Former Rep. Gabrielle Giffords, D-Ariz., is expected to announce as early as Wednesday or Thursday that she is endorsing the man who served as her office’s district director – and who was wounded with her in the Jan. 8, 2011, shooting melee in Tucson – to fill out the remainder of her congressional term.
As part of the decision, Ron Barber, 66, is agreeing to not seek reelection this fall to represent a newly drawn version of the Tucson area district, according to multiple sources in Arizona and Washington, who are familiar with the discussions.
“It’s the perfect solution – it’s not official yet but all signs point that way,” said Pima County Democratic Party Chairman Jeff Rogers, in an interview on Tuesday with National Journal. Barber did not immediately return a telephone call or e-mail.
Barber was shot in the face and the leg in the 2011 attack in which a gunman shot Giffords in the head, and 18 others. Six died.
Giffords resigned her House seat on Jan. 25, as she focuses on rehabilitating from her wounds.
But even before she formally stepped down, the sources said, Giffords, her husband, Mark Kelly, and a small group of advisers had talked with Barber about his running to fill out the remainder of her term in a June 12 special election.
Rogers said Barber would be a candidate best-situated to continue Giffords’ congressional work and her “legacy” for the remainder of the term. He also said it is widely believed there would be little, if any, opposition to challenge the sentimental choice of Barber.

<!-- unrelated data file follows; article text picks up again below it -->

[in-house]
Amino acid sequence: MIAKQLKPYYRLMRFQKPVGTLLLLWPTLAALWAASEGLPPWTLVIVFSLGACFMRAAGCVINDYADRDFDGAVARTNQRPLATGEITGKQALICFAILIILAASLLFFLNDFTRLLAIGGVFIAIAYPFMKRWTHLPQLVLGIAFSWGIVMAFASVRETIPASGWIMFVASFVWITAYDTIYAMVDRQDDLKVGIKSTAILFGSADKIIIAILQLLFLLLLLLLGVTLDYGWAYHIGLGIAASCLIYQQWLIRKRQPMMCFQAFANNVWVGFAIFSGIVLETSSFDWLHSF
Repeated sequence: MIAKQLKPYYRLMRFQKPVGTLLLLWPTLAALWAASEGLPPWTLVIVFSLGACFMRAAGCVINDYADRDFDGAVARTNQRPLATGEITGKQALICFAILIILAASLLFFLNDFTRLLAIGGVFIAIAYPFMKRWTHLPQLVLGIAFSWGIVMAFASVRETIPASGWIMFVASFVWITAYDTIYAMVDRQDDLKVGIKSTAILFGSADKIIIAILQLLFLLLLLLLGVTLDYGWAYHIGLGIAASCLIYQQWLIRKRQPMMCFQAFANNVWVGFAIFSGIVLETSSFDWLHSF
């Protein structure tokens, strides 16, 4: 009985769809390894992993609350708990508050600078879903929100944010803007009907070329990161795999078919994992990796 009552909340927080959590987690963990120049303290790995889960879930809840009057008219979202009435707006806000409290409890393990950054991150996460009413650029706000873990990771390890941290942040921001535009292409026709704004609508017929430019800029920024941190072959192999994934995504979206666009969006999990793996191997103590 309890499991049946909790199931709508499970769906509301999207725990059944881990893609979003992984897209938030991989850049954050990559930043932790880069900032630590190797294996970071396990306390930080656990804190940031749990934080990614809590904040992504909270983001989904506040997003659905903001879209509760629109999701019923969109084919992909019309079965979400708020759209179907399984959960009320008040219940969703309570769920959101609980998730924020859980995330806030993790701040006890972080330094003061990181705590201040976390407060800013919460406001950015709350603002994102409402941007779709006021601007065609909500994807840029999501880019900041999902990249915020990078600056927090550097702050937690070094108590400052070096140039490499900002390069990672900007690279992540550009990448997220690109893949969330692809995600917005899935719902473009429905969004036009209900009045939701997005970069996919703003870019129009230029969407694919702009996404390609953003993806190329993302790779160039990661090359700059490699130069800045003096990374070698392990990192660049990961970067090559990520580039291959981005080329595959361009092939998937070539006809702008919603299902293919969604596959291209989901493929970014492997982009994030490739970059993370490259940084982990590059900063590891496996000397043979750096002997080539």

The race this fall for the newly drawn district is expected to attract several candidates on both sides of the aisle, however.
The anticipated timing of the Barber endorsement and candidacy this week comes as candidates have only two full weekends left to collect the 700 signatures needed to gain a ballot spot for the April 17 special election primary. To guard against petition challenges, candidates normally will try to collect 1,200 to 2,000 names. Arizona GOP Gov. Jan Brewer has set the special election itself for June 12.
Prior to working for Giffords, Barber had been the program manager for the Arizona Department of Economic Security division of developmental disability in Pima County until his retirement in January 2006.
Barber’s agreement to act as sort of a caretaker of the congressional seat through the end of the year, but not seek reelection, could resurrect speculation that Kelly might still run this fall for his wife’s former seat. So far, Kelly has said he will not run as he continues to focus on her recovery.